I sent that text to my BFFL this morning after putting Doc on the bus and seeing her kids’ first day of school pictures online. She and I were pregnant together. She was carrying her second, and I was carrying my first. She and I worked together at the time, before we both left for other ventures. My leaving put four hours of driving between our homes, but it put no distance between our hearts.
She was the first person, besides my husband, who knew that Doc was coming. On Tuesdays, the small grocery store near our work made taco salads at their deli counter. On many Tuesdays, she or I or both of us would walk over to the store, pick up $5 taco salads, and bring them back to work for lunch. They were delicious, and I miss them. I miss her more, but that is different.
On that particular Tuesday, early in September, I thanked her for walking to the store before I was able to join her because if I did not eat soon, I was sure I would throw up. She said, “Are you pregnant?” And I said, “Maybe a little.” And she said, “Me too.”
We were due less than two weeks from each other, and having her there, going through it with me, was an irreplaceable experience. Since she was two weeks ahead, every single procedure was still fresh for her when it was my turn. We saw the same OB, we went to the same hospital, and she was a constant comfort. We worried together and we experienced together.
Her baby, a boy, came a little early. My baby, Doc, came a lot late. And our little ones ended up just shy of a month apart from each other.
Today, four hours distant from each other, they both started kindergarten. So before I pulled away from my home on my way to work this morning, I sent her that text. “How did we get here?”
How did we get here?
I do not want to wax philosophical about time slipping through our fingers. At the same time, how were taco salad Tuesdays so long ago that our babies are school aged?
This morning, Doc felt a brief surge of nerves. She was all excitement until today. She wants to read so badly, and her teacher is going to help her read. But there she was at the dining room table, eating breakfast with Saint Daddy, when she said, “My belly hurts. Can I lay down?”
She went to the couch, and I sat with her. I told her she was not sick, just nervous (a thought I have to tell myself nearly once a day). “What is the scariest thing about today?” Doc was scared of riding the bus because she did not know anyone who would be on it. She wanted to know if I could ride it with her. But I could not. She understood.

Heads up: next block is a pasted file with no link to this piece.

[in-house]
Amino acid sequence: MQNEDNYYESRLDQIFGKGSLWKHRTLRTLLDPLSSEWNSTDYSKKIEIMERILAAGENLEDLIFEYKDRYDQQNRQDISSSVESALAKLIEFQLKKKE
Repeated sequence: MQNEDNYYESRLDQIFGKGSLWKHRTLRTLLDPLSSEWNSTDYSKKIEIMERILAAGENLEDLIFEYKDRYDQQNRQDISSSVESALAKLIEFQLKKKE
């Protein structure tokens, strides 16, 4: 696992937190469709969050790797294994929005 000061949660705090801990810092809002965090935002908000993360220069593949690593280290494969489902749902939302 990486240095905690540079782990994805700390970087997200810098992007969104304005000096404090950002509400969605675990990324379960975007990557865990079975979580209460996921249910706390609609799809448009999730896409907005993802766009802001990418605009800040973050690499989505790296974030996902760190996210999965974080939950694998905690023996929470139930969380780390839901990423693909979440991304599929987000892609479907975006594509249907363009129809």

I reminded her that after the bus was her classroom, and her teacher is very nice. She will learn so many things and make new friends. Not only that, but her own BFFL is in her class, so she would be seeing her as well. And then, at the end of the day, instead of boarding the bus to head back home, I would be there waiting to drive her home and listen to every story she could muster up about her first day.
That last bit, about me being the one to pick her up, changed her completely. She glowed. She did not want to finish breakfast, but she did want to put on her uniform and have me braid her hair. She was ready for pictures on the front porch with the pretty sign I ordered from Etsy and the bus stop.
At the bus stop, she asked Saint Daddy to lean down so she could ask him a question. “Will you hold my hand for a little bit?”
Then, right on time, the bus came down the hill toward where we stood, the lights began to flash, it came to a stop, and our little Doc climbed on board. I kissed Saint Daddy, told him we did really good, went immediately to our family car, and drove to work, crying the whole way there.
I thought about Doc all day. I could not believe how long a day can feel when all you can think about is how your baby could be needing you and you do not know anything about it.
I left work and drove to her school to pick her up. One of my middle of the night, I will never sleep again panics was that Doc would not be there when I went to retrieve her. But she was. I had to pull out of the line while she was retrieved (cue the near hysterics), but she was there, and she was thrilled to see me.
She had a wonderful day. She learned the Spanish word for eye, which she swore is rojo but maybe I am right that it is not. And she missed her brothers terribly. She wanted to wake them up as soon as we walked in the door.
So, dear BFFL, I do not know how we got here. I may not ever understand time. But I do know this. At the end of the day, the things I will remember about today are:
- Doc was so happy that I would pick her up at the end of the day that her nerves completely disappeared.
- Doc really needed to hold Saint Daddy’s hand just a little while longer.
- Doc’s face was pure joy when she saw me walking toward her in the school parking lot.
- Doc shrieked her little girl sounds of happiness when her brothers crawled down the hall after their nap.
Our babies are somehow school aged, but they are still our babies.
I know I have many days ahead of me of wondering if Doc needs me without my knowing it. I know I am still destined to cry over the cruelty of time. I know I will continue to lose sleep over who she is and what she does and where she will go.
But I also know that today was a good day.
Anxiety usually means fruitless worrying over the future. It is unfair to the present, but it is inescapable for those who deal with it. I told Doc this morning as we walked to her bus stop hand-in-hand that the best way to conquer her fears is to experience the thing that scares her. For her, it was that first bus ride. When I asked her about it in the car this afternoon, she said, “I thought it would be as scary as the whole world, but it wasn’t. It wasn’t even as scary as my whole leg.”
I thought her first day of school would be as scary as the whole world, but it was not. It was only as scary as my whole leg.